This fall, I was lucky enough to grace the cover of the College of Western Idaho’s Career Focus Magazine. The photo was taken during my fourth summit of Denali, and my fifth trip to the mountain. I have been mountain guiding for 14 years, and we could not have been luckier on this day. My clients and I touched the top with just enough time to get down before high winds began to ravage the mountain.
It was a 17-hour summit day, and by the time we were back at high camp, I was exhausted and questioning my own career choices. I am one of those people who have been lucky enough to experience the “American Dream.” I am one of the select few whose work is also play. I was never happy at standard 9-5 jobs that I could leave behind at night, and go home.
Yet, to argue that I have been intentional with my career choices would have to be a little bit of a fib. I went to college to get involved in social service programs. As early as 1994, I was working as a developmental therapist and wondering why I was always broke. In truth, I ended up in adventure education because it is also amazingly fun and rewarding, but also because it met a financial need. Yet, I have always wondered why work that is so essential such as development therapy or psychosocial rehabilitation pays so poorly.
Now, I am lucky to be teaching at the College of Western Idaho in a capacity that trains future teachers to work with our children. I love it! Our company, Experiential Adventures LLC , focuses on improving leadership and communication within businesses and higher education organizations without losing our adventurous roots. It is true; Geoff and I truly understand how hard work can lead to success.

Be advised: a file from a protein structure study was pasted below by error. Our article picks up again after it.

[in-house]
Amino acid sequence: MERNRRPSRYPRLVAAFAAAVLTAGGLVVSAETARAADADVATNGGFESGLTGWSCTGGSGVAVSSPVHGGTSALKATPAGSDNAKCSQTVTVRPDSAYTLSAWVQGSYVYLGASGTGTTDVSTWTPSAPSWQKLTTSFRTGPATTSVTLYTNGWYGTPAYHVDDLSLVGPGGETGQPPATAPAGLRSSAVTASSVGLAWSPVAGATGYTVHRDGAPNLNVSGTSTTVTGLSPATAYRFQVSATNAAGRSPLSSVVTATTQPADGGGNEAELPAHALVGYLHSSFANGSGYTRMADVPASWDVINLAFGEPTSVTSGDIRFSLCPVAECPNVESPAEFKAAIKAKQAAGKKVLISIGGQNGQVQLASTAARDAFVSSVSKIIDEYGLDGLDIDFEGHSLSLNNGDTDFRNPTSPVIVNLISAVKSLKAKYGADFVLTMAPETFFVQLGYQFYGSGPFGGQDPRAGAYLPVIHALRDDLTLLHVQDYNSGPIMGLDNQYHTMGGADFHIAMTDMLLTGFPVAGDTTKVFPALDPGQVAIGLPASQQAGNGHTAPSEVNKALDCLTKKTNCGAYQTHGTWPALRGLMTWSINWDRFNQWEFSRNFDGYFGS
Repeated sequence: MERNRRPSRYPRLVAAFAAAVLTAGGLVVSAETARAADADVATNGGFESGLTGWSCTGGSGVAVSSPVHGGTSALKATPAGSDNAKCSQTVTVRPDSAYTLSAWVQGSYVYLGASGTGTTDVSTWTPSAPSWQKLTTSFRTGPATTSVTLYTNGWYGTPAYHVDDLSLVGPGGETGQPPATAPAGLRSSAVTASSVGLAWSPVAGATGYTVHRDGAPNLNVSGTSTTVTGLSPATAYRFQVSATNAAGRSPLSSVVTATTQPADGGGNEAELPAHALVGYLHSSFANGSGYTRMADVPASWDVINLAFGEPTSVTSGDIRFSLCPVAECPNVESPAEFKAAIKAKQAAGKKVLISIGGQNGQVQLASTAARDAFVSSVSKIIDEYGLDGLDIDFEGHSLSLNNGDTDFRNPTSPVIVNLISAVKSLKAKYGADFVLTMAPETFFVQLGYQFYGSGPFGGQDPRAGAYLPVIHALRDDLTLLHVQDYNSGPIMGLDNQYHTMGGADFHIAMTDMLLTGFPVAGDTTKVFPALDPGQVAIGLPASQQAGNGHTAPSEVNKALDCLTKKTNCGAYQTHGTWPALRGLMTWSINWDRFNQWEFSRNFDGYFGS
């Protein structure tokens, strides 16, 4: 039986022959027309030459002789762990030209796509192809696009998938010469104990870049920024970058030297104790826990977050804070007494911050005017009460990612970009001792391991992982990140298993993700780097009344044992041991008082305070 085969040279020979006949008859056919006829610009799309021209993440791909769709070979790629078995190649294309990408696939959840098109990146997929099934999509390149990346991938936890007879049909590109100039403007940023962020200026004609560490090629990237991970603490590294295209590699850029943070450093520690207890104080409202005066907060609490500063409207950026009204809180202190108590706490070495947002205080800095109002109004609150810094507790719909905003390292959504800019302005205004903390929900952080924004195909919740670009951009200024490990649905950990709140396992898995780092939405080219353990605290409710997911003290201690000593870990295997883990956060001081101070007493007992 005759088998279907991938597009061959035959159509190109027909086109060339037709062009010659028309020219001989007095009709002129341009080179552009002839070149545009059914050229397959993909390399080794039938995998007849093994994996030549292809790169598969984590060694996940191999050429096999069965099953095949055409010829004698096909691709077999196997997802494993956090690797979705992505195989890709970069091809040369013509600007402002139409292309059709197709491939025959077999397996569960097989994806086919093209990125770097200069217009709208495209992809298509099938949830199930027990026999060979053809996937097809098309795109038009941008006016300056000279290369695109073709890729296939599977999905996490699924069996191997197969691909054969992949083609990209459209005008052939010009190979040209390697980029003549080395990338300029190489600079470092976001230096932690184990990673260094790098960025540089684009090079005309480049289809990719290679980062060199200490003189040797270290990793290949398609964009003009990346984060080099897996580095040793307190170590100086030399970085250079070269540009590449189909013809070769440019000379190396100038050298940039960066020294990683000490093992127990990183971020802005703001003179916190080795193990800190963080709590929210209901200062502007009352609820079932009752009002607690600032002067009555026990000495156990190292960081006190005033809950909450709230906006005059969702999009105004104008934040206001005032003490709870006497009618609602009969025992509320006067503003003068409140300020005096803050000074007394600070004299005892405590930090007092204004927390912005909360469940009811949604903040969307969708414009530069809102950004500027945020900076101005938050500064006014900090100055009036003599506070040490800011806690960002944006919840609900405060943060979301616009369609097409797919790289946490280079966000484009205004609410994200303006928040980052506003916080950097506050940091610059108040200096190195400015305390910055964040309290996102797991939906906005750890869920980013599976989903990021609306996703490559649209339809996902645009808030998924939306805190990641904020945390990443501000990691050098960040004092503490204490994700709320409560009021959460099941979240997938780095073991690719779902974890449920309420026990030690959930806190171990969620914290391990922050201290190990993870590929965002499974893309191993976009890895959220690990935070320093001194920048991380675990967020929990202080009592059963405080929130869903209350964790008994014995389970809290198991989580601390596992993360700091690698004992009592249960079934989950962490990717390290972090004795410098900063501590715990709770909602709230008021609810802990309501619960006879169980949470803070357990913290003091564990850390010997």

I wonder, again, why are primary teachers so misused and disrespected in the state of Idaho? Teachers are the backbone of our childrens’ learning and social experiences beyond the family. They are an essential link in the process of creating a civil society, and primary and secondary education programs drive our future economic value. It cannot be stated enough that future economic value and the development of a hardworking society that values acceptance is what teachers provide to the next generation.
Accepting the value of social programs as an investment in the future seems to be a challenge for some. We are, at times, taught that individual success trumps societal value. Teachers struggle to teach children about the gray area that exists between the absolutes that news channels, commentators, and pundits propagate. However, individual success is predicated upon our society’s success and vice-versa.
So as I focus in on my career, I have realized several things – mountain guiding is a risky endeavor that is an amazing experience and requires the ability to make essential decisions to protect those in your immediate care, but at high altitudes those in your care and already financially stable and successful. Therefore it does NOT change lives on a daily basis. On the other hand, the only absolute about teaching is that every child is changed and molded by teachers everyday. For that gift alone, teachers should be recognized for all that they do. Teaching should be a revered profession, not one that is constantly under attack for being anything but what it is – the key to our children’s future.